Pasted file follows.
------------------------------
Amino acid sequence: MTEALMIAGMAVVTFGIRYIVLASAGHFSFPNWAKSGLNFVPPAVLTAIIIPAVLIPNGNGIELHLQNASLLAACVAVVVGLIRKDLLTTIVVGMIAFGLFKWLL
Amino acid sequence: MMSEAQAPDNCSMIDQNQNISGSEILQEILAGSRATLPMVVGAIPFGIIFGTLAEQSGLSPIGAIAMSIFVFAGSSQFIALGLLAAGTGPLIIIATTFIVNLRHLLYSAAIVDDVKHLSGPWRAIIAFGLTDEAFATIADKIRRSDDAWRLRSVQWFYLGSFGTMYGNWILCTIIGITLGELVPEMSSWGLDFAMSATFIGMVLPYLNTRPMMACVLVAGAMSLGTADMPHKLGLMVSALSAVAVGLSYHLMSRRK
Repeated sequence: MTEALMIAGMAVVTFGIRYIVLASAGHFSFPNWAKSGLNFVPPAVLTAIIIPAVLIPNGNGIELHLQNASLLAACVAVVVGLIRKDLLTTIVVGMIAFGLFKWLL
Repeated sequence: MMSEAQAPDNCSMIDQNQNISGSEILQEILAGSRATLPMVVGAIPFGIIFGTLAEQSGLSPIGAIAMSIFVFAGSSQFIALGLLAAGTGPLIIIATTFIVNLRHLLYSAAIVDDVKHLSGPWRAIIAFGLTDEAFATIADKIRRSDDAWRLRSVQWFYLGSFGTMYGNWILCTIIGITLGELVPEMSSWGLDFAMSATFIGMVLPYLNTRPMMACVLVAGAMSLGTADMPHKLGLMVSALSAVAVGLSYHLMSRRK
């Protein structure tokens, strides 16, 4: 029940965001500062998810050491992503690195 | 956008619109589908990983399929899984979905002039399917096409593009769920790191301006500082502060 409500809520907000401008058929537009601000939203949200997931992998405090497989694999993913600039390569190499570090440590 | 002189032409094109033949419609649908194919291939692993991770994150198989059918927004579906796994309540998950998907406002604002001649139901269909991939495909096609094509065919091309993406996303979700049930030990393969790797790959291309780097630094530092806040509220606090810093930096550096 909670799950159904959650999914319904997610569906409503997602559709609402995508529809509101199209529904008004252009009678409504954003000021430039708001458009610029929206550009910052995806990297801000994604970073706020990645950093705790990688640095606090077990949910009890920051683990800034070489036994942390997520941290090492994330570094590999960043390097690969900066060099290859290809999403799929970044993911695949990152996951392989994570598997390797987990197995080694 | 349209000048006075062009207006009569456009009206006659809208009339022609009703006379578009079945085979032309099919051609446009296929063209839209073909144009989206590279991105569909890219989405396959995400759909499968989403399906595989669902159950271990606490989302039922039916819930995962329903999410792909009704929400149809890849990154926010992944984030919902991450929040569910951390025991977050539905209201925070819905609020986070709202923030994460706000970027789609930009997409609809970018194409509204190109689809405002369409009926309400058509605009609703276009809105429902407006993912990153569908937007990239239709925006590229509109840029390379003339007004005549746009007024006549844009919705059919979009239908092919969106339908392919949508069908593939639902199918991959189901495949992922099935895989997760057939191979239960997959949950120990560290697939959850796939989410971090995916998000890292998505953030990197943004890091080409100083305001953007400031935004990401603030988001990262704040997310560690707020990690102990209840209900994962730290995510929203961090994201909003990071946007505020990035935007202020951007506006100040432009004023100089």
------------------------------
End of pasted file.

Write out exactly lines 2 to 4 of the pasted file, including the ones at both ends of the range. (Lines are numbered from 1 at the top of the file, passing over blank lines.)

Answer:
Amino acid sequence: MMSEAQAPDNCSMIDQNQNISGSEILQEILAGSRATLPMVVGAIPFGIIFGTLAEQSGLSPIGAIAMSIFVFAGSSQFIALGLLAAGTGPLIIIATTFIVNLRHLLYSAAIVDDVKHLSGPWRAIIAFGLTDEAFATIADKIRRSDDAWRLRSVQWFYLGSFGTMYGNWILCTIIGITLGELVPEMSSWGLDFAMSATFIGMVLPYLNTRPMMACVLVAGAMSLGTADMPHKLGLMVSALSAVAVGLSYHLMSRRK
Repeated sequence: MTEALMIAGMAVVTFGIRYIVLASAGHFSFPNWAKSGLNFVPPAVLTAIIIPAVLIPNGNGIELHLQNASLLAACVAVVVGLIRKDLLTTIVVGMIAFGLFKWLL
Repeated sequence: MMSEAQAPDNCSMIDQNQNISGSEILQEILAGSRATLPMVVGAIPFGIIFGTLAEQSGLSPIGAIAMSIFVFAGSSQFIALGLLAAGTGPLIIIATTFIVNLRHLLYSAAIVDDVKHLSGPWRAIIAFGLTDEAFATIADKIRRSDDAWRLRSVQWFYLGSFGTMYGNWILCTIIGITLGELVPEMSSWGLDFAMSATFIGMVLPYLNTRPMMACVLVAGAMSLGTADMPHKLGLMVSALSAVAVGLSYHLMSRRK